Here's an interesting concept to consider: If 80 percent of the data your enterprise is using was created in the past year, it means your enterprise is created four times more data in the past year than in its entire history before then.
That’s pretty good, right? Sure it is ... but only if you can get useful business insights from that data.
So how do you do that? Southard Jones, vice president of product strategy at Birst, is unambiguous about it. You need to focus on the business user, he said.
Judging by its position in this year’s Gartner Magic Quadrant for Business Intelligence as a borderline Challenger — Leader and its position as a Leader in Nucleus’ market survey of business intelligence, Birst is doing just that and gaining some impressive market traction in the process.
It’s not that there aren’t other vendors doing the same. But Birst has been really pushing out the boat over the past year or so, as well as nailing down some interesting partnerships with the likes of Salesforce and Marketo.
Last month, it announced it had extended its partnership with NetSuite. The deal: it offered a free express edition of Birst Cloud BI to NetSuite users, which will be embedded in the main NetSuite interface. The offer created a bit of a stir and drew a lot of attention.
To find out what this is all about and what Birst is doing, we turned to Jones. We asked him about the business intelligence market generally — and how Birst, as a smaller, agile vendor, is surviving in a market dominated by a handful of BI gorillas.
Birst Analtyics Sales Pipeline
Jones explained that the "free" edition runs Google-like searches, which will throw up useful recommendations and insights based on data available through NetSuite. It’s not just BI analytics. Its agile and business user-friendly analytics that enables enterprise workers get the insights they need to carry out daily tasks.
However, this is more than just some kind of groovy love-in with NetSuite. It’s part of Birst’s ongoing drive to expand its reach across the entire enterprise.
BI Market Moves
A recent Gartner report, Market Share Analysis: Business Intelligence and Analytics Software, 2013 showed spending on BI is falling off. It also showed that at least half of the action in the BI space was controlled by smaller vendors, like Birst. In fact, according to Gartner’s Dan Sommer, the market is at a tipping point.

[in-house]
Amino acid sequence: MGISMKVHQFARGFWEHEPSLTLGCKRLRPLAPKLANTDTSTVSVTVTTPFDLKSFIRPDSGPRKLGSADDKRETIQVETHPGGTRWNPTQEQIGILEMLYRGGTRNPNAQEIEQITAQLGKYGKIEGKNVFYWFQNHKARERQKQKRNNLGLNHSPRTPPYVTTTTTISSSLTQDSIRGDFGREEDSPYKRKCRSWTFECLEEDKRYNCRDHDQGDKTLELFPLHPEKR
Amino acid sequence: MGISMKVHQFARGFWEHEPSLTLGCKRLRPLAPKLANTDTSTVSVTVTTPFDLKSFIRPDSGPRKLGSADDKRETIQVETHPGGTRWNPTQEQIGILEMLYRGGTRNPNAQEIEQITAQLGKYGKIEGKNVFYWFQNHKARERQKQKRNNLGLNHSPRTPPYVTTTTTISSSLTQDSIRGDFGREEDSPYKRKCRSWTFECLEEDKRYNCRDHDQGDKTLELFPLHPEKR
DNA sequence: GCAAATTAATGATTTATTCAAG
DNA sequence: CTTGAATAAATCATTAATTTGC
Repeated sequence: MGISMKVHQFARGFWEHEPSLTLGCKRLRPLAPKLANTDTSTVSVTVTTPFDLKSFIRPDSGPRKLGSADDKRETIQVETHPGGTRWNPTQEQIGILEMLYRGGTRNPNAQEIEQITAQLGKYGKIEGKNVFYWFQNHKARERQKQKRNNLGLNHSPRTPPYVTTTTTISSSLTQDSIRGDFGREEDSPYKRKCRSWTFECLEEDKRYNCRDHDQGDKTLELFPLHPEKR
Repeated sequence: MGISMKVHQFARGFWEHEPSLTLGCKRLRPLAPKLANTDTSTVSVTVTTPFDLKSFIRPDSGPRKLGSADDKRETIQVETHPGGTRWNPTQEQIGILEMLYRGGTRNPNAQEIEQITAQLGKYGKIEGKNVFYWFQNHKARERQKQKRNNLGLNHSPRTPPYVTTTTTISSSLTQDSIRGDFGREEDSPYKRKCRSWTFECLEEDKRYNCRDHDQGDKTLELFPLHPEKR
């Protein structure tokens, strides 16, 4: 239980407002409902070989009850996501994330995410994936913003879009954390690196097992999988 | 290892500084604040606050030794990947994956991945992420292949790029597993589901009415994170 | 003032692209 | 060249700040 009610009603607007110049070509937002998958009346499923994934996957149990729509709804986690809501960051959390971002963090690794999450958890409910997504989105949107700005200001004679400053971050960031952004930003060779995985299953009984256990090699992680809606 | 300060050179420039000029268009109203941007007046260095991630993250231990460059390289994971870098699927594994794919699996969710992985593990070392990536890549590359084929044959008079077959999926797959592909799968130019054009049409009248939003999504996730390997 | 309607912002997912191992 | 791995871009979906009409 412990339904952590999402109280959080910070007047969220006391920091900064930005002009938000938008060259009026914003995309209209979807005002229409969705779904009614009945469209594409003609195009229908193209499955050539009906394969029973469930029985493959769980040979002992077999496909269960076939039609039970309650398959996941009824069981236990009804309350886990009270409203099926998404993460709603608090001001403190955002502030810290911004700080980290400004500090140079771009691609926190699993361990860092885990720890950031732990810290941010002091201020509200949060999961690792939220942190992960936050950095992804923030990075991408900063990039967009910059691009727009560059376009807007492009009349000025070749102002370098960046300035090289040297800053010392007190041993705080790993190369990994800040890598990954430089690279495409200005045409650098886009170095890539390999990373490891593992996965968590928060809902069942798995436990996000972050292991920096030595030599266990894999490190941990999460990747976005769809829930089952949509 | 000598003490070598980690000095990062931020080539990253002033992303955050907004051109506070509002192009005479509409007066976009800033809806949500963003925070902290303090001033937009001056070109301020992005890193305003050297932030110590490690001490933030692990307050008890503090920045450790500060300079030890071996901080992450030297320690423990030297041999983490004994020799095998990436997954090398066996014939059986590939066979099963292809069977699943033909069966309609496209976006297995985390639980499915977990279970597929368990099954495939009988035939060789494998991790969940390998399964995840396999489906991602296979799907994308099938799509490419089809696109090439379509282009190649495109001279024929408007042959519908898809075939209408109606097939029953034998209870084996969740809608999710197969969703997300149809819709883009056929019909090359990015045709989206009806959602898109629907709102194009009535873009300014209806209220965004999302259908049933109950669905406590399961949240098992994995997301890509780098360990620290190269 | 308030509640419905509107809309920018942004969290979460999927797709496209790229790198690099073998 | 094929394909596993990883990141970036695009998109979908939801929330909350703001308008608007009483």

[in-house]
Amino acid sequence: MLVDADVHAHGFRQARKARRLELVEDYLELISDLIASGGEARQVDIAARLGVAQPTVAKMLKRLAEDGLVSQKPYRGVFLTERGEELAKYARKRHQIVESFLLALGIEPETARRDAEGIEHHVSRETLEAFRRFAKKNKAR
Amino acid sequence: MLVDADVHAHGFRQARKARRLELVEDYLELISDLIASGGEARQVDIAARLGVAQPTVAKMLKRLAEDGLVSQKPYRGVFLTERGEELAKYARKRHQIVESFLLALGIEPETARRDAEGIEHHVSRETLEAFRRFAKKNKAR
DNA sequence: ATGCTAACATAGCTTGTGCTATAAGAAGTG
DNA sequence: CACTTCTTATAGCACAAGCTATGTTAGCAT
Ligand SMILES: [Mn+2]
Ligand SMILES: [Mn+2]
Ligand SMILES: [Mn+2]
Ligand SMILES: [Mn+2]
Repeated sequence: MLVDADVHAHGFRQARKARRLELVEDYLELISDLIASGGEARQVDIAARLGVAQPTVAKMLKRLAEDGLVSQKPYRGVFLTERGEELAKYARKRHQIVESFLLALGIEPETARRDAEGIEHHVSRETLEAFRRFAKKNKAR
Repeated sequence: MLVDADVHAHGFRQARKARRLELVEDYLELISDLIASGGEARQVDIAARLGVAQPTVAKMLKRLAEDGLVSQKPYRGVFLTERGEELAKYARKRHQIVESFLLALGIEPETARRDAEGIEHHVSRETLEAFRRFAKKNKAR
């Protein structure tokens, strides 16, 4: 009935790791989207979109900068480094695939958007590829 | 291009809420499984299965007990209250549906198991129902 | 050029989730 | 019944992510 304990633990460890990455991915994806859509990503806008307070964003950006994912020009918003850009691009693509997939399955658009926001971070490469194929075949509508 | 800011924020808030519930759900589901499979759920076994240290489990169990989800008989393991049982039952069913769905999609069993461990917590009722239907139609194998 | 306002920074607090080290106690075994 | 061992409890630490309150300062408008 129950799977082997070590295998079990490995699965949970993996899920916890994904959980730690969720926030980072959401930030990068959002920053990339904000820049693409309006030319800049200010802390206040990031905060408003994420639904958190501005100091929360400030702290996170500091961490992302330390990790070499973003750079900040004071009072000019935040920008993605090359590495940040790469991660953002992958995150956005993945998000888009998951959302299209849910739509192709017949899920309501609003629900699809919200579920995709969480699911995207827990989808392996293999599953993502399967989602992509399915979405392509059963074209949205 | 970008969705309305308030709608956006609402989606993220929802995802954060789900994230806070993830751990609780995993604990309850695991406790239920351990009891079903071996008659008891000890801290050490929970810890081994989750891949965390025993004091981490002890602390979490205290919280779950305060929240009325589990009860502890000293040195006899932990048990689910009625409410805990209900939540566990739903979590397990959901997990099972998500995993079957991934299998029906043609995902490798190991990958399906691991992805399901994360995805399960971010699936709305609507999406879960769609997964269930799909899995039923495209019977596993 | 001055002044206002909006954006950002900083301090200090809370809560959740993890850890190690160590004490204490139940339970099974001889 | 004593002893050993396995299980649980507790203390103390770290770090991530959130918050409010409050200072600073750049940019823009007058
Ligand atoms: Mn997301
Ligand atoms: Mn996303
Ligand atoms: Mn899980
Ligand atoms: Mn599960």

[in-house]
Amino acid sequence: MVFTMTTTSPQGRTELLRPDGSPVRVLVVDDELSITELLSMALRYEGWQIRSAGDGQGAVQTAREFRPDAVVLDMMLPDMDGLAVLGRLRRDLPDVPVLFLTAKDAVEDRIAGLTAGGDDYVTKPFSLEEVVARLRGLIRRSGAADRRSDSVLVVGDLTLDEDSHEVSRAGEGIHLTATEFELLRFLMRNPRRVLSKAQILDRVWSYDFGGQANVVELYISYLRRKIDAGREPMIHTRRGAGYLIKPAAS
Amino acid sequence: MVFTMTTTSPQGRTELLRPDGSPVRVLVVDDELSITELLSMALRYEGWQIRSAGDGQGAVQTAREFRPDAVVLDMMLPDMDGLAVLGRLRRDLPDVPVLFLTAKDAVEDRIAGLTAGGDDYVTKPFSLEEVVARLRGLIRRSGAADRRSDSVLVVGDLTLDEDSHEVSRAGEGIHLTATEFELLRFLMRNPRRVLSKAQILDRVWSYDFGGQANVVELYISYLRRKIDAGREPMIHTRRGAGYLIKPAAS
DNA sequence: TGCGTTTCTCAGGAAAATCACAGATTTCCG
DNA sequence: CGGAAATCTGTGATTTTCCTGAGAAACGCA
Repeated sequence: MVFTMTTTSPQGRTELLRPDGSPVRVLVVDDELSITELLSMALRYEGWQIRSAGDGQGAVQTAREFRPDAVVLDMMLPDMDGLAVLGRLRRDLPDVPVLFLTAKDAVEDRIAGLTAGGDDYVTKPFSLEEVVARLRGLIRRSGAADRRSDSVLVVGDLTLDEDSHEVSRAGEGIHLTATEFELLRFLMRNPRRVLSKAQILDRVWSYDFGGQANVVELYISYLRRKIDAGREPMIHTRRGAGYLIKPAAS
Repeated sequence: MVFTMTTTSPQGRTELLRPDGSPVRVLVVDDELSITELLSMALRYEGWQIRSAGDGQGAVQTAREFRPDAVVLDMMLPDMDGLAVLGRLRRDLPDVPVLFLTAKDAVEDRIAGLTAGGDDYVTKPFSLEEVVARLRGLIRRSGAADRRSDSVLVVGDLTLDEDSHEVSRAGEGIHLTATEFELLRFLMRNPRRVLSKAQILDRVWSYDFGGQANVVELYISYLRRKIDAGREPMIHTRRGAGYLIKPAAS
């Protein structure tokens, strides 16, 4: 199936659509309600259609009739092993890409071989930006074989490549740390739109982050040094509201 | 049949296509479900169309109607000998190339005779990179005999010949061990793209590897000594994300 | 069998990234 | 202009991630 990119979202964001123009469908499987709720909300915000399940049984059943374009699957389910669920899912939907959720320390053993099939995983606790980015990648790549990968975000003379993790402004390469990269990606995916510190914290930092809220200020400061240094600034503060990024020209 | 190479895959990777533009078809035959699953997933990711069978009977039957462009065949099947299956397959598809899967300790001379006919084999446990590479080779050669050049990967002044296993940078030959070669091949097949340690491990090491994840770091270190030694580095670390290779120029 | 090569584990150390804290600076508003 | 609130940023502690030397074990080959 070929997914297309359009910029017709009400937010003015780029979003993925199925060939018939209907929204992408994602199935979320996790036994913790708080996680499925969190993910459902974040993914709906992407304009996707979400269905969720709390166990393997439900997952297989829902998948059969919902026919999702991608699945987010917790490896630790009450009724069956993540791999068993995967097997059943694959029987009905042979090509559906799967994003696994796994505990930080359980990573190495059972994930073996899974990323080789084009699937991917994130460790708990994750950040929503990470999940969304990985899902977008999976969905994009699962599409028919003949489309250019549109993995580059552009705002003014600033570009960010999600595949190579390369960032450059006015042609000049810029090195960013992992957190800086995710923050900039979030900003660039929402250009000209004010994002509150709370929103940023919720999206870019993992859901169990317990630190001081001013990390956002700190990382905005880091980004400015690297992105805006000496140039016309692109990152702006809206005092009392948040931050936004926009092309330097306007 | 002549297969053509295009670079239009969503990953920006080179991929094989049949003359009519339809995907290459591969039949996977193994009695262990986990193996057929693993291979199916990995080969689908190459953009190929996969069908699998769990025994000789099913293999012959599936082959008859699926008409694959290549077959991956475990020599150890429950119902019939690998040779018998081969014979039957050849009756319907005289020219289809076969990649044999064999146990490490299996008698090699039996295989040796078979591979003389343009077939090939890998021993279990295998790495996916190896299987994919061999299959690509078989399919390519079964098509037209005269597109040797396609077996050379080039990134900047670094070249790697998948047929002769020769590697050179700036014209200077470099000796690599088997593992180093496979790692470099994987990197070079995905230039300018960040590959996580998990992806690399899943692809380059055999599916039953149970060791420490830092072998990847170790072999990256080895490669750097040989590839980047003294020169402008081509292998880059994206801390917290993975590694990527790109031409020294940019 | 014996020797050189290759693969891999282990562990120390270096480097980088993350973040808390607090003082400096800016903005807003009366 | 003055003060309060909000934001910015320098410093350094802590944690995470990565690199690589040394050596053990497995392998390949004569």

As the market shifts gear, we see a series of tipping points in 2014 that will accelerate adoption, but it may come from a different place. These tipping points are that half of BI and analytics spending will be business driven, half of new license spending will be driven by data discovery requirements, and half of organizations will consider deploying BI in the cloud, at least tactically.”
Gartner added that other, smaller vendors that offer analytics to manage the explosion of new information sources have been getting a lot of attention and experienced considerable growth over the past year, even if they created a smaller market footprint individually.
This was confirmed by February’s Magic Quadrant for BI, which showed Birst as one of the only two vendors in the Challengers that have moved close enough to the Leaders’ quadrant to eliminate most of the differences between them and the BI giants.
The progress it has been making in the market was confirmed only last week when it took the highest ranking in the Emerging Business Intelligence Vendor in the 2014 Wisdom of Crowds Business Intelligence Market Study.
Birst channel marketing
But what’s Jones' take on all this? The core issue, he said, is data access as quickly and as easily as possible. However, data is not an end in itself and if the initial objective is to provide data access, the ultimate goal is to offer users business insights from that data. However, the kind of people that are looking for those insights is changing. He explained: